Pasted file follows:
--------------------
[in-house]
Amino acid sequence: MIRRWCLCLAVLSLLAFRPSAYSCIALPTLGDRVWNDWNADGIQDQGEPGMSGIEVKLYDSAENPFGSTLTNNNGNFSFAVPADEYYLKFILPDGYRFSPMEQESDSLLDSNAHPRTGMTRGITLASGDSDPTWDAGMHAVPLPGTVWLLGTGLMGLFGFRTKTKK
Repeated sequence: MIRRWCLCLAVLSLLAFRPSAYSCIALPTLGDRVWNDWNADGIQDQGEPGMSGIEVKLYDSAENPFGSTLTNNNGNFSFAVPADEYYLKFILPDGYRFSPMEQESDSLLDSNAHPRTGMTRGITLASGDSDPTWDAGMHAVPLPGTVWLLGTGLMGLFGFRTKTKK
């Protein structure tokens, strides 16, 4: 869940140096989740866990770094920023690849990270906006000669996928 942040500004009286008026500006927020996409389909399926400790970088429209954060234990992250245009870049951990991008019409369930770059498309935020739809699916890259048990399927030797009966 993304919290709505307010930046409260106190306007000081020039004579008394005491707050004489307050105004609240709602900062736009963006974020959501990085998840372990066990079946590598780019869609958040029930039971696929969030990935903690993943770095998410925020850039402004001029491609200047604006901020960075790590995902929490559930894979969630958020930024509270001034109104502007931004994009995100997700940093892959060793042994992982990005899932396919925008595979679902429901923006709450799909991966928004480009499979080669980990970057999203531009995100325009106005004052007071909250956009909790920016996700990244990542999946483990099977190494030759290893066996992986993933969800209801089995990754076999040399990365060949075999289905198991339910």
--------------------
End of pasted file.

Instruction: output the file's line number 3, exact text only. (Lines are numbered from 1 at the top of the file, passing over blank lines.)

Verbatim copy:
Repeated sequence: MIRRWCLCLAVLSLLAFRPSAYSCIALPTLGDRVWNDWNADGIQDQGEPGMSGIEVKLYDSAENPFGSTLTNNNGNFSFAVPADEYYLKFILPDGYRFSPMEQESDSLLDSNAHPRTGMTRGITLASGDSDPTWDAGMHAVPLPGTVWLLGTGLMGLFGFRTKTKK